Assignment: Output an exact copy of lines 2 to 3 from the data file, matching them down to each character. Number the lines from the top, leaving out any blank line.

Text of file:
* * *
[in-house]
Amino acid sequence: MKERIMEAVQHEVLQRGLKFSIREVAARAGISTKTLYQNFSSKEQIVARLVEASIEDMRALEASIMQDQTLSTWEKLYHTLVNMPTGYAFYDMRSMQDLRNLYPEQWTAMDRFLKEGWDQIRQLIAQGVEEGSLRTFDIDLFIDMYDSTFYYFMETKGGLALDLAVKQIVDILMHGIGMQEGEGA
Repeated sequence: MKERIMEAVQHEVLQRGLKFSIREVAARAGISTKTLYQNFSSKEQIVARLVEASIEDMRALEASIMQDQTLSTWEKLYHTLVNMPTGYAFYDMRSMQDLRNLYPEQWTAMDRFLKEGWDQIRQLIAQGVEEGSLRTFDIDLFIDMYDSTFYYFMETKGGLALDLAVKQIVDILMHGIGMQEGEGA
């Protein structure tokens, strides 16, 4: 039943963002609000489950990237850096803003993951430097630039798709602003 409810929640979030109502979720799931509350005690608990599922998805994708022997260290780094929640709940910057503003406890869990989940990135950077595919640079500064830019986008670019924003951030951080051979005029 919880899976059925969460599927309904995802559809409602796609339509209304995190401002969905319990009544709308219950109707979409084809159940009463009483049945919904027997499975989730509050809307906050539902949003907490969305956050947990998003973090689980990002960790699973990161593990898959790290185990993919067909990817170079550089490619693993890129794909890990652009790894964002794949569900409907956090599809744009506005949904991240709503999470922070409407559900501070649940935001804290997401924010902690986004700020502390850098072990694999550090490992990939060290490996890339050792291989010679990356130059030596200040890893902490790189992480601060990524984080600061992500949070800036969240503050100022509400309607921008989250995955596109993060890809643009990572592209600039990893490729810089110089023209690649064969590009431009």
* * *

Amino acid sequence: MKERIMEAVQHEVLQRGLKFSIREVAARAGISTKTLYQNFSSKEQIVARLVEASIEDMRALEASIMQDQTLSTWEKLYHTLVNMPTGYAFYDMRSMQDLRNLYPEQWTAMDRFLKEGWDQIRQLIAQGVEEGSLRTFDIDLFIDMYDSTFYYFMETKGGLALDLAVKQIVDILMHGIGMQEGEGA
Repeated sequence: MKERIMEAVQHEVLQRGLKFSIREVAARAGISTKTLYQNFSSKEQIVARLVEASIEDMRALEASIMQDQTLSTWEKLYHTLVNMPTGYAFYDMRSMQDLRNLYPEQWTAMDRFLKEGWDQIRQLIAQGVEEGSLRTFDIDLFIDMYDSTFYYFMETKGGLALDLAVKQIVDILMHGIGMQEGEGA